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Satellite View: A Little Rain Goes a Long Way for Parched California

Image: Satellite images show California's Sierra Nevada on February 1, 2014 and January 31, 2015.
A series of atmospheric rivers in December 2014 brought much needed precipitation to a drought-stricken California. The result is a visibly greener land cover in early 2015 compared to the same time the previous year, as seen in these Suomi NPP satellite images. The state, however, is still in an extreme drought, having received very little rain or snow since. This lack of precipitation, along with warmer than normal temperatures, has resulted in much lower snowpack in the Sierra Nevada Mountains between the two years. Analysis by NOAA confirms that the extent and depth of the snowpack is much less in 2015 compared to 2014 along with higher snowpack temperatures (i.e, melting). NOAA / NASA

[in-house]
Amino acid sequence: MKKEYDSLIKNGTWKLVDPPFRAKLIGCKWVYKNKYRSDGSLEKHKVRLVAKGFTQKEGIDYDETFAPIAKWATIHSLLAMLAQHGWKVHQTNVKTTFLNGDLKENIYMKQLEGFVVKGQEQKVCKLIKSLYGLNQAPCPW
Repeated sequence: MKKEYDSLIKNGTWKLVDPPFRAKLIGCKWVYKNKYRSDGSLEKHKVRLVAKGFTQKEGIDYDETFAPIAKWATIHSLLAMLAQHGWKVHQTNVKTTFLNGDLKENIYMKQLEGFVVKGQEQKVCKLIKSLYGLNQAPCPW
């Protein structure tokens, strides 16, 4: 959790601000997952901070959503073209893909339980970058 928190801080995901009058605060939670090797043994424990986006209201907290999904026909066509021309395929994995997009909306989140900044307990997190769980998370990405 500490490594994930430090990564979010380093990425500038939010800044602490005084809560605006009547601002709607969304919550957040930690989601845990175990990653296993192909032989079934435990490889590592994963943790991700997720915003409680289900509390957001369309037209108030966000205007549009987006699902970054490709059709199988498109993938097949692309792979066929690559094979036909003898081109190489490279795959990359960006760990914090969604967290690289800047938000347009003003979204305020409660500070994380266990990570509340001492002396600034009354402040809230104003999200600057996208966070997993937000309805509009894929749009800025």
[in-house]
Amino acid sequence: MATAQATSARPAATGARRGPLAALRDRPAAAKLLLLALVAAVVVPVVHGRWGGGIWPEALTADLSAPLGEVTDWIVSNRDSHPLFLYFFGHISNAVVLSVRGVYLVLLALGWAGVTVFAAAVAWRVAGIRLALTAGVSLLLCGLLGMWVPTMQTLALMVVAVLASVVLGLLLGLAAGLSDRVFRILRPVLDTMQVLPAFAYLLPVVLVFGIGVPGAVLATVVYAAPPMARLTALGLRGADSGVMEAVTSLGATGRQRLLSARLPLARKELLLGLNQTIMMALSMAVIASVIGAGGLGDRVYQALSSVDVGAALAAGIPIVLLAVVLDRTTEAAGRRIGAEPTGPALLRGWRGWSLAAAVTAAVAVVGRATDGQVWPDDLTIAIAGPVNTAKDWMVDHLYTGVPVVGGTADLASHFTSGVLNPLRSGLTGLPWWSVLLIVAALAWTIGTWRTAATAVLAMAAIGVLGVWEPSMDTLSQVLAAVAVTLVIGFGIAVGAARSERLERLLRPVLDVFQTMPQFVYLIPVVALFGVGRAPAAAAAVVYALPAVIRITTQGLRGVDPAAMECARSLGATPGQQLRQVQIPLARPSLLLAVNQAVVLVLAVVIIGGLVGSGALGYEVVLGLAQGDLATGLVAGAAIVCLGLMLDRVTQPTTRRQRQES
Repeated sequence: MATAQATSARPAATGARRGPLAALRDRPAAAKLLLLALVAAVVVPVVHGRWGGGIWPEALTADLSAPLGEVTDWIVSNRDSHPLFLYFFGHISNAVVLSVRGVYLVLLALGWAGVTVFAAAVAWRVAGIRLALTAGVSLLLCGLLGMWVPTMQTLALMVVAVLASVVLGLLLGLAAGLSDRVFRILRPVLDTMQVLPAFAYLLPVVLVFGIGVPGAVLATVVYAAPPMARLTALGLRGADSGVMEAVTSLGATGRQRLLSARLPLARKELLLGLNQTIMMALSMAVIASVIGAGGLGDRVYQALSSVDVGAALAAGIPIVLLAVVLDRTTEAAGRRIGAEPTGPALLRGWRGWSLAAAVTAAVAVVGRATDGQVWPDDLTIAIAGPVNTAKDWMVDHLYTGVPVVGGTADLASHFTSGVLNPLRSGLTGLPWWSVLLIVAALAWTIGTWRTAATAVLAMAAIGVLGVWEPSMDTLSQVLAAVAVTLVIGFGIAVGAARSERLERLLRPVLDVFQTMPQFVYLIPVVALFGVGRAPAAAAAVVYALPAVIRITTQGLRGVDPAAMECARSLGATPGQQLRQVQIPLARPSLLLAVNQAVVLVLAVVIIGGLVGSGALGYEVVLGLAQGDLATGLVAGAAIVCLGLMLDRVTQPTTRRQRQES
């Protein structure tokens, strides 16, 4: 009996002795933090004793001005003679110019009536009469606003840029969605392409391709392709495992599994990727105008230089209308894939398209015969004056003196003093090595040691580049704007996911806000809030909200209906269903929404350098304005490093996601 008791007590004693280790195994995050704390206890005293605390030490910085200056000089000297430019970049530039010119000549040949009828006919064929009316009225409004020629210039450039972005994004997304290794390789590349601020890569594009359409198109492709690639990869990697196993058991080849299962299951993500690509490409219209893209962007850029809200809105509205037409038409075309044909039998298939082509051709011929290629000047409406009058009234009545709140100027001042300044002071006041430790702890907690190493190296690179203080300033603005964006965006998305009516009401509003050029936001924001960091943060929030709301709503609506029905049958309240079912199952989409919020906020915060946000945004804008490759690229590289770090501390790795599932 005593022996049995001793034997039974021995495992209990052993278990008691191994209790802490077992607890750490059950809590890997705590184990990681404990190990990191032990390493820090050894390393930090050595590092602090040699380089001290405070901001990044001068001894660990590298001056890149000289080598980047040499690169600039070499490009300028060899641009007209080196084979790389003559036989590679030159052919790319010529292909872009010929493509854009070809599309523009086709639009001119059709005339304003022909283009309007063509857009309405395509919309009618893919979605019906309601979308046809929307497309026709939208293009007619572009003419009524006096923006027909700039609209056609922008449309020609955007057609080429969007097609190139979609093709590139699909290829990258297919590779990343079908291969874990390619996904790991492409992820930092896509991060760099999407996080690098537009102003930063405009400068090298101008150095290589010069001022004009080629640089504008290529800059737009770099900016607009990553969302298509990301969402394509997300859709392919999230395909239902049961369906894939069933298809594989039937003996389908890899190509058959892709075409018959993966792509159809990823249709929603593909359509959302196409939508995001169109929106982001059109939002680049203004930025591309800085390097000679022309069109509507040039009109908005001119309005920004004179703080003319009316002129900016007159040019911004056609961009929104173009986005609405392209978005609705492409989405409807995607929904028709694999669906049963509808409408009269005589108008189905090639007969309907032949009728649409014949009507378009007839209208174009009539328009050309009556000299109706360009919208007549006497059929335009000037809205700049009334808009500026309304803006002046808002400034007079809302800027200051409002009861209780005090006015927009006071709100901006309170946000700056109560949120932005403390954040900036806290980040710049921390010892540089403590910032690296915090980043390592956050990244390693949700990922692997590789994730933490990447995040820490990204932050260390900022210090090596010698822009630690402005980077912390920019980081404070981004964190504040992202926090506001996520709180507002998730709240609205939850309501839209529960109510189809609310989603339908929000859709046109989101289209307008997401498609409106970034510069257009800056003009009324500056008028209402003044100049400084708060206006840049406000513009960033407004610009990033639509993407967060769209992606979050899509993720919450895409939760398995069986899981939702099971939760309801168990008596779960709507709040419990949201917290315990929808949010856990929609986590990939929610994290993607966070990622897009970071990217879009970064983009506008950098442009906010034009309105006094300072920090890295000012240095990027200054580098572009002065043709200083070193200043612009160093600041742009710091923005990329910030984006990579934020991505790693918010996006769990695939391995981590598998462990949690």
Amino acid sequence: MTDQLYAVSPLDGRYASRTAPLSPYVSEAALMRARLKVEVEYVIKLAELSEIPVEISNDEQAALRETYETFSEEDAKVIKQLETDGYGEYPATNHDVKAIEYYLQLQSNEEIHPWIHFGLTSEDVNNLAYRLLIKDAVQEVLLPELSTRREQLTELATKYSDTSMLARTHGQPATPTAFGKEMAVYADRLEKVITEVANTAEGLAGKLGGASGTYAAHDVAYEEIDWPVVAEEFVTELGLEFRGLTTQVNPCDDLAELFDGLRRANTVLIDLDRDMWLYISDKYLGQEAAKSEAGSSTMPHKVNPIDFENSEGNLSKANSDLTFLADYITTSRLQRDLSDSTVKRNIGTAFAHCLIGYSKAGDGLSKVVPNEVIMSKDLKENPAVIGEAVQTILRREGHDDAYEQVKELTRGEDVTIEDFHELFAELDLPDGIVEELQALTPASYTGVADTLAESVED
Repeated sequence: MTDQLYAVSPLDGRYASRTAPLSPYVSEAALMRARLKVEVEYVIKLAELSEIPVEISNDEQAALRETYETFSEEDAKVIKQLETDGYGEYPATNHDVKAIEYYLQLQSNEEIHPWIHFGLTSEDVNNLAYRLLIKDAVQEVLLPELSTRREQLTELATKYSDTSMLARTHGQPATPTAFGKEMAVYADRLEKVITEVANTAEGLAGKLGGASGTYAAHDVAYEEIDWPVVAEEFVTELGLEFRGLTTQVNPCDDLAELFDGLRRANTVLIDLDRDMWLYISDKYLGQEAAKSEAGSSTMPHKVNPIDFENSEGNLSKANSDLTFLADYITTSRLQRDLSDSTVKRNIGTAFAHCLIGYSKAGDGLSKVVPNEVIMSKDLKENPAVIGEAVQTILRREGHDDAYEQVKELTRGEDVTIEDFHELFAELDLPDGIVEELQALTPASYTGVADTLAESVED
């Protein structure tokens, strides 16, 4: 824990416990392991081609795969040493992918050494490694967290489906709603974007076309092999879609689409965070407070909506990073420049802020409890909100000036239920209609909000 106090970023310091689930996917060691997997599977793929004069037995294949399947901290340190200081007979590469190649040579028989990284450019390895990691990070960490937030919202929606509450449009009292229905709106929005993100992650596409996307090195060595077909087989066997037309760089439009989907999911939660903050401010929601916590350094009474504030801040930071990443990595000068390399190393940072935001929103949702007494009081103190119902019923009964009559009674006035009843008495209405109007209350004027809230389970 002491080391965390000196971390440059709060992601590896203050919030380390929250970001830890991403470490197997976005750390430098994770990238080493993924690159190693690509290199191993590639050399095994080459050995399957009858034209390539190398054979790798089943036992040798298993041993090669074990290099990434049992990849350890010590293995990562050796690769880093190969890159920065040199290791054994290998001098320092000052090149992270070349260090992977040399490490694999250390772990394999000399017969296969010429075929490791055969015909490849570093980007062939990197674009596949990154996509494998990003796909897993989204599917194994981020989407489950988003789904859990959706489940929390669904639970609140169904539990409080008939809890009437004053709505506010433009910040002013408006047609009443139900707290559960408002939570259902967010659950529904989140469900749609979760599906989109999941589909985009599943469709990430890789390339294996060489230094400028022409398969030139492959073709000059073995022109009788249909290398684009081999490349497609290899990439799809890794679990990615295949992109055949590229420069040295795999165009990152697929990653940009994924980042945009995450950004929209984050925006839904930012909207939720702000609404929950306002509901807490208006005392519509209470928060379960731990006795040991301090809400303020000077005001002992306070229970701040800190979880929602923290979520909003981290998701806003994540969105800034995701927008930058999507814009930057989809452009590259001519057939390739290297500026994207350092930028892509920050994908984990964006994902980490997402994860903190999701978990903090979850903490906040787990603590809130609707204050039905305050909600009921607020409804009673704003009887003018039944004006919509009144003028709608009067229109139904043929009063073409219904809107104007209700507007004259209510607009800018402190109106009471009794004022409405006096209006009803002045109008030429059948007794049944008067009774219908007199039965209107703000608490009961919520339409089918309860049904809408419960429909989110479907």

While California remains in the grips of a drought, a wet December brought some much needed relief that was immediately visible in the Sierra Nevada. Greener stretches of land can be seen in a satellite image taken on January 31, 2015 when compared to one from the same time last year. Though, there has been little rain since then. According to the National Oceanic and Atmospheric Administration, the lack of precipitation and warm temperatures have contributed to less snowpack this year.